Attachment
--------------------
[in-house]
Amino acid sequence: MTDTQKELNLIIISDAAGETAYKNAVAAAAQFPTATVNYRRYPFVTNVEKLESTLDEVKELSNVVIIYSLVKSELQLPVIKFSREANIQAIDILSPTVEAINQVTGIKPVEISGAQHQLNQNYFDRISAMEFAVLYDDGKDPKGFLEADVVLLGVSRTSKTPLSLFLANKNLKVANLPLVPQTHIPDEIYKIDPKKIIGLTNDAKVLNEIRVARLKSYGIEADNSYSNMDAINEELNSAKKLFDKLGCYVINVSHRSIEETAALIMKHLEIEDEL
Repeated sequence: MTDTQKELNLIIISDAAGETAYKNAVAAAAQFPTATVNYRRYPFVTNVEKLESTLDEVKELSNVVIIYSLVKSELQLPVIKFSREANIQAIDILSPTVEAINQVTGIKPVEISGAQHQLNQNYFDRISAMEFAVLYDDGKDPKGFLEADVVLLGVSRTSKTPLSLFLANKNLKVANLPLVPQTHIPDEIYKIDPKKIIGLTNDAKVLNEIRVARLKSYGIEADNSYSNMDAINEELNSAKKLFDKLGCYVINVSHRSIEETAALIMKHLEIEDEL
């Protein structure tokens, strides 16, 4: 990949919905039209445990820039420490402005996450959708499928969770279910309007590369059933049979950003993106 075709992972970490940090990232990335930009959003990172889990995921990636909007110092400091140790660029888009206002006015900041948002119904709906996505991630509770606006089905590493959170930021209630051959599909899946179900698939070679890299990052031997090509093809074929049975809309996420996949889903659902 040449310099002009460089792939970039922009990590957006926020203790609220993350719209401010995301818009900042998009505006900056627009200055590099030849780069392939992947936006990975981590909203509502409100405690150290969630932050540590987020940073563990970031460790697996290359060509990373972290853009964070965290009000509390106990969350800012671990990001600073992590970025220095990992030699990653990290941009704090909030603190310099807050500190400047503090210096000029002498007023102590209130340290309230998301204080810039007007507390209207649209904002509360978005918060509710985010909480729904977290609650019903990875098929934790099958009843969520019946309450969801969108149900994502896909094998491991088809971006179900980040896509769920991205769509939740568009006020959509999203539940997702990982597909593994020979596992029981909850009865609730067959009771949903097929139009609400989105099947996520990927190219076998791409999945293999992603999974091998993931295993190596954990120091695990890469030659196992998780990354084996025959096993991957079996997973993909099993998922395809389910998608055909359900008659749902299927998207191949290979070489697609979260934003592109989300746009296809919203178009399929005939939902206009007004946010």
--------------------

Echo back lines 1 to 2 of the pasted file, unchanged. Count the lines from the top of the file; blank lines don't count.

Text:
[in-house]
Amino acid sequence: MTDTQKELNLIIISDAAGETAYKNAVAAAAQFPTATVNYRRYPFVTNVEKLESTLDEVKELSNVVIIYSLVKSELQLPVIKFSREANIQAIDILSPTVEAINQVTGIKPVEISGAQHQLNQNYFDRISAMEFAVLYDDGKDPKGFLEADVVLLGVSRTSKTPLSLFLANKNLKVANLPLVPQTHIPDEIYKIDPKKIIGLTNDAKVLNEIRVARLKSYGIEADNSYSNMDAINEELNSAKKLFDKLGCYVINVSHRSIEETAALIMKHLEIEDEL